“My mother gave me the guard rails I needed at that time and also recognised, being a working single mum and with me a young boy, transitioning into a teenager, I needed structure in my life. I needed something that I was passionate about and had a respect for, because I was kind of a typical teenage disaster.

“I look back on those times in my life and the two parallel tracks I was running on. On the one hand, getting into all sorts of trouble and, on the other hand, my professional life, where I showed up and learned my lines and did my job in order to be respected by the adults I was around. If I hadn’t had that professional side of my life, the other side would have taken over, and Mum saw that. Who knows where I would have ended up?”

So Jackson was a full-on teen delinquent? “Yeah, I was, to a certain extent. It was relatively innocent — nobody died — but I was a teenage boy who didn’t have a father in the home, didn’t have a man to be scared of, frankly, and as a teenage boy, I think that helps. My mum had to work and she wasn’t always in the house so I learned to get into more and more trouble. I got into just enough trouble to have a good time and learn some lessons but if I hadn’t had my work life, I might have tipped over into the kind of trouble that you don’t come back from.”

Three decades in and Jackson remains one of the hardest-working, most recognisable actors in the game. Hitting pay dirt at 18 as Dawson’s Creek’s Pacey Witter — the wisecracking, teacher-bedding antithesis to James Van Der Beek’s beleaguered titular drip — the actor was a revelation: the soul and bite of a seasoned character performer in the guise of relatable poster-boy idol.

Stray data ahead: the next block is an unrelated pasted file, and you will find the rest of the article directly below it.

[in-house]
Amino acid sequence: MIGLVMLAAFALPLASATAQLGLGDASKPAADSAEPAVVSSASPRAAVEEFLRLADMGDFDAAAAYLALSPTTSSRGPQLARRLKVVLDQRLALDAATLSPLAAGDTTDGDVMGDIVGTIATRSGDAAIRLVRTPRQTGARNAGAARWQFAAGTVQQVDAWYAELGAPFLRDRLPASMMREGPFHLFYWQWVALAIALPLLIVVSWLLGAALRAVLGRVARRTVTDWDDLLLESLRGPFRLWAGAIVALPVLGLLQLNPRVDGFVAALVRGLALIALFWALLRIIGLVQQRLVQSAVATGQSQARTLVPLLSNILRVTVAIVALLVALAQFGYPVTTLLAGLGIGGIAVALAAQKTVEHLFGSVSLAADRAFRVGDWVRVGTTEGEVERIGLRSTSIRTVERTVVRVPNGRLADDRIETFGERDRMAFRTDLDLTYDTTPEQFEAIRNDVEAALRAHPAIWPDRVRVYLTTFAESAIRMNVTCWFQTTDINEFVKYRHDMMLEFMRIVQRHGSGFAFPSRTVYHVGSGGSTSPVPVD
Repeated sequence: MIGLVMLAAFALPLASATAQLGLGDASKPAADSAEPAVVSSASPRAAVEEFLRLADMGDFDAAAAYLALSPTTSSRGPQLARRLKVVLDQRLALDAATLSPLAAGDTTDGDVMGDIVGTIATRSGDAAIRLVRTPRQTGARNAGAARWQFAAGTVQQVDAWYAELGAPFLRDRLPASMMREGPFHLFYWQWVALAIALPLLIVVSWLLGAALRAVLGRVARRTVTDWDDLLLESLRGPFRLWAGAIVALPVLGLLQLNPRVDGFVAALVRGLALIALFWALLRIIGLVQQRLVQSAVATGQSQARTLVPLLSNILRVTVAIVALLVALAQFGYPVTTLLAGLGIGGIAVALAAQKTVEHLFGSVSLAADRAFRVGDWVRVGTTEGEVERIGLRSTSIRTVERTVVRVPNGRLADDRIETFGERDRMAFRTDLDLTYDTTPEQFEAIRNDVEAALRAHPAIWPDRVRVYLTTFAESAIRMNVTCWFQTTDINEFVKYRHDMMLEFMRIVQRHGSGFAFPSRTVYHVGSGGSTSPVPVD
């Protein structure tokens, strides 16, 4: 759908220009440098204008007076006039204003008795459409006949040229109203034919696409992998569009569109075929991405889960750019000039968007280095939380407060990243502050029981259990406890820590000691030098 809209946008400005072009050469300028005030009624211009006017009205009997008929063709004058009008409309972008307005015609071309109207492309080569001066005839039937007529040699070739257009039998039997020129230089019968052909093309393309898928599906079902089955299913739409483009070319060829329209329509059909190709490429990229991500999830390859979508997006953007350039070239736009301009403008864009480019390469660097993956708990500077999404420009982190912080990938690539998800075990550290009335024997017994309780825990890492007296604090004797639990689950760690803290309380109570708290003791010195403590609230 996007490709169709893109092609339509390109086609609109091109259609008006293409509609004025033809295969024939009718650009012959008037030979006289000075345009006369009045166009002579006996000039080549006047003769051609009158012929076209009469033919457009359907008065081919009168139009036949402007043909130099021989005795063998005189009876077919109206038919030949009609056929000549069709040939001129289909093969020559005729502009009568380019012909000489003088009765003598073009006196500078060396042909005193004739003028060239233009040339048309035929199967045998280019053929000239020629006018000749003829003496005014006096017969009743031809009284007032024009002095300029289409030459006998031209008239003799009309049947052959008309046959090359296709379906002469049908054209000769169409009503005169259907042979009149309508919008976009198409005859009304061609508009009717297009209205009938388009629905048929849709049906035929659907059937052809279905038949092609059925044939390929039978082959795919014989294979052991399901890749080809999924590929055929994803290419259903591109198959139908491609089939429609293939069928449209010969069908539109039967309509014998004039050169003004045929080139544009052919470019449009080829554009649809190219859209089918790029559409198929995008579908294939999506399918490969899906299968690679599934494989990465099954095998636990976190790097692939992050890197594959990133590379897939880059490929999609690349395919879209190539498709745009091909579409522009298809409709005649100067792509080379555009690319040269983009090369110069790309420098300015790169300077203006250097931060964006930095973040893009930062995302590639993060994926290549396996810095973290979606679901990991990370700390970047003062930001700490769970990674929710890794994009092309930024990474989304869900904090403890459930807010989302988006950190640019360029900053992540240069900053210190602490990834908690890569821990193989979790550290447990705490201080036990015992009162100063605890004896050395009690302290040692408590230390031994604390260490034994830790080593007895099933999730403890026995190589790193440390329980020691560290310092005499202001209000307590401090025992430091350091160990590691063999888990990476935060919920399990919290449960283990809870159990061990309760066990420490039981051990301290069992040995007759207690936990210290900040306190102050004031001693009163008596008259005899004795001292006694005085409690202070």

Teens swooned, so did the industry, and alongside Van Der Beek, Michelle Williams and Katie Holmes, Jackson had Hollywood at his feet.

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The cast of Dawson's Creek

The cast of Dawson's Creek

The cast of Dawson's Creek

A string of popcorn offerings followed — Cruel Intentions, Gossip, Shutter, Cursed — some quality, others derivative, with the small screen ultimately best utilising his skills. A five-season run on sci-fi series Fringe was followed by an outstanding turn on Showtime’s The Affair. Last year, he maintained a brooding presence opposite Reese Witherspoon and Kerry Washington in Little Fires Everywhere. And this year, he takes on arguably his darkest work yet in Dr Death.

The new miniseries is based on the non-fiction podcast of the same name, and Jackson portrays Christopher Duntsch, a former spinal surgeon who maimed 33 patients owing to gross malpractice while operating in hospitals in Dallas and Fort Worth, Texas. Two of these patients lost their lives. Convicted in 2017, Duntsch is currently in prison and serving life imprisonment. He still maintains his innocence, with his defence arguing that he was merely a bad surgeon, not a criminal.